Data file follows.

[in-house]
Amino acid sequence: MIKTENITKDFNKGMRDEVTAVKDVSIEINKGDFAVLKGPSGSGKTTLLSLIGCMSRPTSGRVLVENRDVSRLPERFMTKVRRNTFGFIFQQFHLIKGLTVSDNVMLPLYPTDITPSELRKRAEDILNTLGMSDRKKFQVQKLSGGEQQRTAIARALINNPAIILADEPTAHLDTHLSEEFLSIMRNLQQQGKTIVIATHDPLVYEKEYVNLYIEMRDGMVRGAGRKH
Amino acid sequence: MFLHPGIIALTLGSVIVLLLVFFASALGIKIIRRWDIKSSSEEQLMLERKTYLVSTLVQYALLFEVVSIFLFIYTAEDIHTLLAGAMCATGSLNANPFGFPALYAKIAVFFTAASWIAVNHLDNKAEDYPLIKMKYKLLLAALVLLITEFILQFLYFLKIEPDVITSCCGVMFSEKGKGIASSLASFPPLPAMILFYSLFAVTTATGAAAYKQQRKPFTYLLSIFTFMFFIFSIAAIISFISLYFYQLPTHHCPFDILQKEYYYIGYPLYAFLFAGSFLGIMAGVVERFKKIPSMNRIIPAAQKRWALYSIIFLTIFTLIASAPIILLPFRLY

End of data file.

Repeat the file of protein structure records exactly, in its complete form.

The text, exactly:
[in-house]
Amino acid sequence: MIKTENITKDFNKGMRDEVTAVKDVSIEINKGDFAVLKGPSGSGKTTLLSLIGCMSRPTSGRVLVENRDVSRLPERFMTKVRRNTFGFIFQQFHLIKGLTVSDNVMLPLYPTDITPSELRKRAEDILNTLGMSDRKKFQVQKLSGGEQQRTAIARALINNPAIILADEPTAHLDTHLSEEFLSIMRNLQQQGKTIVIATHDPLVYEKEYVNLYIEMRDGMVRGAGRKH
Amino acid sequence: MFLHPGIIALTLGSVIVLLLVFFASALGIKIIRRWDIKSSSEEQLMLERKTYLVSTLVQYALLFEVVSIFLFIYTAEDIHTLLAGAMCATGSLNANPFGFPALYAKIAVFFTAASWIAVNHLDNKAEDYPLIKMKYKLLLAALVLLITEFILQFLYFLKIEPDVITSCCGVMFSEKGKGIASSLASFPPLPAMILFYSLFAVTTATGAAAYKQQRKPFTYLLSIFTFMFFIFSIAAIISFISLYFYQLPTHHCPFDILQKEYYYIGYPLYAFLFAGSFLGIMAGVVERFKKIPSMNRIIPAAQKRWALYSIIFLTIFTLIASAPIILLPFRLY